POW: Labyrinth Sweater

crochet sweater

The Labyrinth Sweater is one of our most popular patterns from the new issue. Check it out!

This week’s pattern of the week: the Labyrinth Sweater designed by Natasha Robarge from Interweave Crochet Winter 2017. This sweater has skyrocketed in the number of hearts on Ravelry since the issue was released, and we can totally see why! Combining an innovative use of crochet cables and open spaces, Natasha’s design offers a unique example of crochet. It’s a pattern we are all excited to try.

The pattern is worked in Cascade Yarns 220 Superwash  Aran with a J/10 (6mm) hook. One might think the thicker yarn, larger hook, and open spaces in the sweater would lend it to being a quick sweater to make. This pattern, however, is intricate and complex: you’ll need a fair amount of concentration for its interlocking cable patterning. We’ve marked it with four dots, indicatingan extreme amount of focus due to its unusual techniques and complex stitch patterns.

Don’t let the four dots for concentration level scare you off! While you do need to focus on what stitch or row you are on, the pattern is totally doable if you know how to do front and back post stitches. The pattern does feature a Front Post double treble crochet (FPdtc). It’s just like any other front post stitch you would make, you just do a bunch of yarn overs (three to be exact) before you insert hook front to back to front around the post of the stitch in the previous row.crochet sweater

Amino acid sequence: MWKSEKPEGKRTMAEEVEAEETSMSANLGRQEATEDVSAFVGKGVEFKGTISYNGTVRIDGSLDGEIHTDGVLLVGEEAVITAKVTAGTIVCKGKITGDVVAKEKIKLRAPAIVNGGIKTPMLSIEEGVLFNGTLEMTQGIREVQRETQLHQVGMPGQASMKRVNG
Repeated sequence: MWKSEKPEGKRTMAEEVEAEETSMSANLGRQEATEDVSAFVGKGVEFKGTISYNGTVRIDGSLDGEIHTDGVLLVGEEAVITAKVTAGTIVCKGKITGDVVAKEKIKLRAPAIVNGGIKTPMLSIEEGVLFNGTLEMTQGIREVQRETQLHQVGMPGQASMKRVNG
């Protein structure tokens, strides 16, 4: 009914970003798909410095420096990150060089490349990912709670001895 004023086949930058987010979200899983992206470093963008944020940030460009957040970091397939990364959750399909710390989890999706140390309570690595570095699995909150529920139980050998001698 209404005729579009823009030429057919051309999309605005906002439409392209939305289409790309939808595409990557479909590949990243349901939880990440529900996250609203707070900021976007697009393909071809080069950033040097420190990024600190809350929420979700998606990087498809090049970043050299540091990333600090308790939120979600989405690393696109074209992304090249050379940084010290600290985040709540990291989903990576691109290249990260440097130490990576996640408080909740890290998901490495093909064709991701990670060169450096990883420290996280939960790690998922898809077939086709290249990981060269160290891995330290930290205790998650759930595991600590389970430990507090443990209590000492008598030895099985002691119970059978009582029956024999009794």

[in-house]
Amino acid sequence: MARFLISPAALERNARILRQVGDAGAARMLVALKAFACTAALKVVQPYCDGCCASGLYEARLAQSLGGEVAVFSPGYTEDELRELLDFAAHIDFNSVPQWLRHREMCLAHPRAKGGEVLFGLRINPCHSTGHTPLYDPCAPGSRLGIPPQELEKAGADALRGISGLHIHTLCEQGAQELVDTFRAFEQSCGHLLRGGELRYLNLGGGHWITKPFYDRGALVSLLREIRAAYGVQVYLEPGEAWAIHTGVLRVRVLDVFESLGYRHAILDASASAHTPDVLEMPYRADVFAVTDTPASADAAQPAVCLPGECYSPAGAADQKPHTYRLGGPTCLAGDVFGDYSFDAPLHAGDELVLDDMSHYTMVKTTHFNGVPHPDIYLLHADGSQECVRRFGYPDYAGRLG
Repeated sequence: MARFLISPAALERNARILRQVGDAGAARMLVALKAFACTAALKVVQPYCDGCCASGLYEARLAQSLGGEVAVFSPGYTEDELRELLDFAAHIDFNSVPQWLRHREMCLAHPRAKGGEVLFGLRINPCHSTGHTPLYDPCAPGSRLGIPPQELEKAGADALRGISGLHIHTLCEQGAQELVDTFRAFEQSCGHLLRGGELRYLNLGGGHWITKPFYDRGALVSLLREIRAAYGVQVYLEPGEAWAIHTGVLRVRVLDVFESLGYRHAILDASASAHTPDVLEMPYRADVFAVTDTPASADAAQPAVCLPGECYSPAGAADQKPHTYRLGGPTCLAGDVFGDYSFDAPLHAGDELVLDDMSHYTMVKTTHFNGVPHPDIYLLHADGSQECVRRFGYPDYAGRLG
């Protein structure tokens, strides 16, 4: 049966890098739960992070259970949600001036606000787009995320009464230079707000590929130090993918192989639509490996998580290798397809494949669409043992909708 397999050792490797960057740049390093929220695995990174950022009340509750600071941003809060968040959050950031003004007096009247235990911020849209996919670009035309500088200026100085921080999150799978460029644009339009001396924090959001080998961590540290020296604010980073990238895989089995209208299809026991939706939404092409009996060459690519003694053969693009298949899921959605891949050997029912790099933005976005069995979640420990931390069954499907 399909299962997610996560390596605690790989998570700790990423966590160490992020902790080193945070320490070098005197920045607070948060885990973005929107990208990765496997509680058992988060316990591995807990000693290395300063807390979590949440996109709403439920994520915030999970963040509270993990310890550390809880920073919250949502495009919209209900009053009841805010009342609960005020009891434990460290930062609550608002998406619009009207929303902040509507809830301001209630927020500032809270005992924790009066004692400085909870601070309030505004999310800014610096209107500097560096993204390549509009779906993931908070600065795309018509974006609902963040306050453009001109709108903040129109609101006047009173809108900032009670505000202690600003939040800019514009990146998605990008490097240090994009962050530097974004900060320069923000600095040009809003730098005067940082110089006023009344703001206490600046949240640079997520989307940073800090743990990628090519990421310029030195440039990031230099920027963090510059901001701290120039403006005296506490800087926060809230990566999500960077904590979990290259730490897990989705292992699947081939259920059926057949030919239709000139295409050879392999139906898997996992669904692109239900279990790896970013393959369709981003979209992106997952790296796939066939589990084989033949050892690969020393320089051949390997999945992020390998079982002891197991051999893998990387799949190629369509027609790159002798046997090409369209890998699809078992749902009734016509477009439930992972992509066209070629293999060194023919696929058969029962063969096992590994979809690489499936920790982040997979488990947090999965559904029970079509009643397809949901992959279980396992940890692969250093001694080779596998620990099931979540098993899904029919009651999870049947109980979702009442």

Why are so many yarn overs necessary? The more  you do, the longer the stitch becomes, and the better it is able to cross a longer distance in the crochet cable. If the stitch you use for the crochet cable is too short (that is, fewer yarn overs), it will pull and pucker the sweater,  making it unattractive to wear.

For crocheters still hesitant to try this incredible pattern, we’ve got you covered. The pattern is written out in rows, as well as including charts to help you with the front neck shaping and the sleeve shaping. Whether you prefer reading a pattern or visualizing it, this pattern has all the tools you need. The pattern is available in five sizes, so if it’s not a sweater you’ll wear, make it for a friend to build some new skills.

As soon as my holiday stitching is done, this one is first on the hook for me! Who else is excited to take on that Front Post double treble crochet?

—Sara Dudek
Associate Editor, Interweave Crochet


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